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UN: hundreds killed in Iraq

June 13, 2014

The UN's Human Rights Office warns of "acute vulnerability" for civilians in Iraq as hundreds have reportedly died. The US has called on Iraq's prime minister to do more to fight sectarian violence.

Irak Unruhen ISIL Kämpfer in Mosul 11. Juni 2014
Image: SAFIN HAMED/AFP/Getty Images

"Reports suggest the number of people killed in recent days may run into the hundreds," Navi Pillay, UN High Commissioner for Human Rights, said in a statement on Friday.

"I am especially concerned about the risk to vulnerable groups, minorities, women and children," Pillay added. She said that the Sunni militant group Islamic State in Iraq and Syria (ISIS) had a "well-documented record of committing grave international crimes in Syria."

The human rights chief also said she was deeply disturbed by reports that ISIS "fighters, including prisoners they had released from jails in Mosul and provided with arms, have been actively seeking out - and in some cases killing - soldiers, police and others, including civilians."

There had also been reports of "summary executions" of Iraqi army soldiers and civilians, according to Pillay.

The International Organization for Migration (IOM) has estimated that the fall of Mosul has displaced around half a million people. "Insecurity is spreading across the whole of Iraq and we foresee a protracted humanitarian crisis," said Mandie Alexander, IOM's emergency coordinator in Baghdad on Friday.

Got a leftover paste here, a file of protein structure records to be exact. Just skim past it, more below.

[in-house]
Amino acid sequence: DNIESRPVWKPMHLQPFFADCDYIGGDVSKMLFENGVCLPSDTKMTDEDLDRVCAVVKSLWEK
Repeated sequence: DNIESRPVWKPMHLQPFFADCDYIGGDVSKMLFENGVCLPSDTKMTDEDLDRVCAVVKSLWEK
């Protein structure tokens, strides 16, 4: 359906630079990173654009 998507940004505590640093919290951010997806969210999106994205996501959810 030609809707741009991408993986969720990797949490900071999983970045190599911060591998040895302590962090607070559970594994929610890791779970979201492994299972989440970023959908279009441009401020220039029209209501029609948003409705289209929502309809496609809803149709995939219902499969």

US, Germany concerned

Meanwhile, US Secretary of State John Kerry urged Iraqi Prime Minister Nuri al-Maliki "and all Iraqi leaders to do more to put sectarian differences aside." This reiterates long-standing Western complaints that the Shiite prime minister has done very little to heal sectarian rifts, leaving many of Iraq's minority Sunnis cut out of power since Saddam Hussein's demise.

During a meeting with his Moroccan counterpart Salaheddine Mezouar in Berlin, German Foreign Minister Frank-Walter Steinmeier said that halting the insurgency of the Islamic State of Iraq and Syria (ISIS) will require "an Iraqi government that can act authoritatively in its own country."

Militants from the Islamic State in Iraq and Syria (ISIS) overran the northern Iraqi city of Mosul earlier this week and have since thrust southwards toward Baghdad, the seat of the Shiite Muslim-led central government.

The developments signal what could be Iraq's greatest instability since the United States' 2011 troop withdrawal. On Thursday, Maliki's Baghdad government appeared paralyzed when parliamentarians denied him a quorum and power to declare an emergency.

ng/jr (dpa, Reuters, epd)